The band enjoyed an instant following, particularly in the south of England, where music influenced by My Bloody Valentine was the most popular. Others lumped into the same movement by critics included Creation artists Ride, Moose, Curve, and Chapterhouse. At first, Slowdive did not dispute comparisons, as fans of one band inevitably bought records and attended gigs of others. Soon, though, journalists who had once celebrated shoegazers as pioneers of British indie music began deriding their efforts. Thus, when members of the bands would sometimes show up at one another’s performances, the press provided the shoegazers with an additional title: “the scene that celebrates itself.”
Nonetheless, Slowdive continued to generate favorable reviews for the music. The group’s third EP, 1991 ‘s Holding Our Breath, led Melody Maker to exclaim, “Slowdive are impossible, immaculate and serene,” as quoted by Joana Severs in Rock: The Rough Guide.
Members include Nick Chaplin (born on December 23, 1970), bass; Rachel Goswell (born on May 16, 1971), vocals, guitar; Neil Halstead (born on October 7, 1970), vocals, guitar; Ian McCutcheon (born on August 25, 1971; joined group, 1994), drums; Christian Saville (born on December 6, 1970), guitar; Simon Scott (group member, 1991-94), drums.
Group formed in Reading, England, 1989; released Slowdive EP, 1990; released first full-length album, Just for a Day, 1991; toured the U.S. with Ride, 1992; released Soulvaki, 1993; released Pygmalion, 1995; disbanded, 1995.
But the summer festivals that year were less kind to Slowdive and others, as the shoegazers found themselves compared to the emerging grunge acts that dominated the shows and the headlines.
This negativity occurred just before the release of Slowdive’s debut full-length album titled Just for a Day in 1991. Critics called the record dreary and unimaginative compared to previous releases. Then, when My Bloody Valentine returned that same year with the stunning Loveless, the bands that group had spawned and influenced were further dismissed as lacking in original ideas.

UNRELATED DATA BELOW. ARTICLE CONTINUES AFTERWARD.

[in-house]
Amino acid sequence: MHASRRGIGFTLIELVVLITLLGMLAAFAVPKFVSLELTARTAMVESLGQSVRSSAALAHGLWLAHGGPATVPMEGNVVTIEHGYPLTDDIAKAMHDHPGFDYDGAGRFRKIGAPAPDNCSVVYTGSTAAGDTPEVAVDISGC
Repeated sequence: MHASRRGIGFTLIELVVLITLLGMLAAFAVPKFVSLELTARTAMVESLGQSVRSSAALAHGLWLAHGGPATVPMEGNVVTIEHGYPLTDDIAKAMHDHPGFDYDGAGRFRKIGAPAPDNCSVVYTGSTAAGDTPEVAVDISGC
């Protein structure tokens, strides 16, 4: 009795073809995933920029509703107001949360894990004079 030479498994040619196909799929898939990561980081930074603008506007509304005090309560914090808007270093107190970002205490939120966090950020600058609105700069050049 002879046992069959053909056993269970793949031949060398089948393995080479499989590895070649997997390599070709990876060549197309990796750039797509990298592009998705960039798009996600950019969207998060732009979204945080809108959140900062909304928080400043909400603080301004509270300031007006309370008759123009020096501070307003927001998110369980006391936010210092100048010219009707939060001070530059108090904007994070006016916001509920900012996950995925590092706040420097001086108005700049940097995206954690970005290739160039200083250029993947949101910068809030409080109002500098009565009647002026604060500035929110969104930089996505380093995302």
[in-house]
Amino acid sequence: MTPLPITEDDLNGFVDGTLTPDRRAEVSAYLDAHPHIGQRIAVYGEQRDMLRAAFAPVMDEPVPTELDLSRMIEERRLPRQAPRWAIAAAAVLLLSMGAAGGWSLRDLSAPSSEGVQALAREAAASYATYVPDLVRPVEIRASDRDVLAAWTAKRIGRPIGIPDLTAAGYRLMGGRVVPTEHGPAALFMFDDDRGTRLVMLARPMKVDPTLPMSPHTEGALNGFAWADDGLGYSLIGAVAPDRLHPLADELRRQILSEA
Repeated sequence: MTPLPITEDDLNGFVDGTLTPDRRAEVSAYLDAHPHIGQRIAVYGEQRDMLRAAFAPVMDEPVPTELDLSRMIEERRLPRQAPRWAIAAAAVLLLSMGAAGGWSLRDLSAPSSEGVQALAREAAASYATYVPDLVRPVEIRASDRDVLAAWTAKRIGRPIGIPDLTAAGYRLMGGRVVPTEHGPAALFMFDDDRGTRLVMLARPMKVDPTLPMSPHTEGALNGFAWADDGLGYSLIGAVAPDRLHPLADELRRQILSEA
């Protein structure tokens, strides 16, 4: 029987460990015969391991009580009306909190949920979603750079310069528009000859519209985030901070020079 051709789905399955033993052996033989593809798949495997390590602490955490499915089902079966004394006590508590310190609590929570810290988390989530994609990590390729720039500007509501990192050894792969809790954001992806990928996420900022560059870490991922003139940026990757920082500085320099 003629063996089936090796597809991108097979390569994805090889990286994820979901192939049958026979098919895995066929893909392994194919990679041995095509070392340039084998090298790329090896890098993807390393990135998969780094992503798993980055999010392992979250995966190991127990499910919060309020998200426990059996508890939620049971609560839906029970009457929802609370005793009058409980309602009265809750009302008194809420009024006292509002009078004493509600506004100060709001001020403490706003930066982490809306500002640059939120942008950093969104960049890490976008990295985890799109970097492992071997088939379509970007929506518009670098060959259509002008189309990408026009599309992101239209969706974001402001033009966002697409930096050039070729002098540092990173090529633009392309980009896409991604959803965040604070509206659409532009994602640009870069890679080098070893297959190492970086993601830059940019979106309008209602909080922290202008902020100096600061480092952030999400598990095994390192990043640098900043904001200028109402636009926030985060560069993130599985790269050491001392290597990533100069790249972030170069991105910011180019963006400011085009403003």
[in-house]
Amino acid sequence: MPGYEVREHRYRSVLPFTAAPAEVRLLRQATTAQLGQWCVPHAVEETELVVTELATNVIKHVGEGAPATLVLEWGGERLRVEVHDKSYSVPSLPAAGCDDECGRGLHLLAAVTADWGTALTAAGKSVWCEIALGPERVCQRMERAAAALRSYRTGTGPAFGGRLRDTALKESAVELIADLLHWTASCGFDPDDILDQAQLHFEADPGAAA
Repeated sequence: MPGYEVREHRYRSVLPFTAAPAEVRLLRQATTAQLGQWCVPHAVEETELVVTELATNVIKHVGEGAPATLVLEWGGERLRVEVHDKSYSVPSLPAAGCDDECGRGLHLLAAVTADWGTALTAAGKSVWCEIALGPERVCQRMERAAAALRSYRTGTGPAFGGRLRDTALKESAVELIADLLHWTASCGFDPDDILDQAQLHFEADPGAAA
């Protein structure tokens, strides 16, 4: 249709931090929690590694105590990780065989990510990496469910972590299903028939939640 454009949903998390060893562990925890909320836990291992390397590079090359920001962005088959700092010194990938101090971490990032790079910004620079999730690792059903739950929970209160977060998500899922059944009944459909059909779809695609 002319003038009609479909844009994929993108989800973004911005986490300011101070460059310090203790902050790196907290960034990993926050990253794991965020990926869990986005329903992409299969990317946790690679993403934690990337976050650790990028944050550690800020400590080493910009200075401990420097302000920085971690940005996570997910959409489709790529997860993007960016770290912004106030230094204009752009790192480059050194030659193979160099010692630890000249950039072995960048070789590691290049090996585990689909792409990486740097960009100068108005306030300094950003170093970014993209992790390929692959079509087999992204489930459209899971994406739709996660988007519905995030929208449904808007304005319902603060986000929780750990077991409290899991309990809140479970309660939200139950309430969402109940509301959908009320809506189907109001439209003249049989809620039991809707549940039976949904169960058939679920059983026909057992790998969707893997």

As a result, many shoegazing bands were unable to survive with any level of success, excluding Ride. As for Slowdive, the band opted to stay away from the British scene during 1992, although they did tour with Ride in the United States. Finally, in the spring of 1993, Slowdive surfaced again in Britain with the release of an EP, Outside Your Room, and a second album, Souvlaki, a welcomed musical progression from the band’s first album. On the release, Slowdive, with help from Brian Eno on several of the tracks, appeared tighter and wandered less without sacrificing an atmospheric quality.
After touring the United Kingdom, Slowdive returned with another EP later that same year entitled 5EP. This recording marked a significant directional shift for the group. With 5EP, Slowdive built upon the ambient textures of Souvlaki and embraced new technology, toning down the drum and bass in favor of synthesizers and soft vocal refrains. One track, “In Mind,” was even remixed by dance music acts Bandulu and Reload. Not knowing how to respond, the press retreated to former tags, dubbing Slowdive’s new sound “shoe techno.”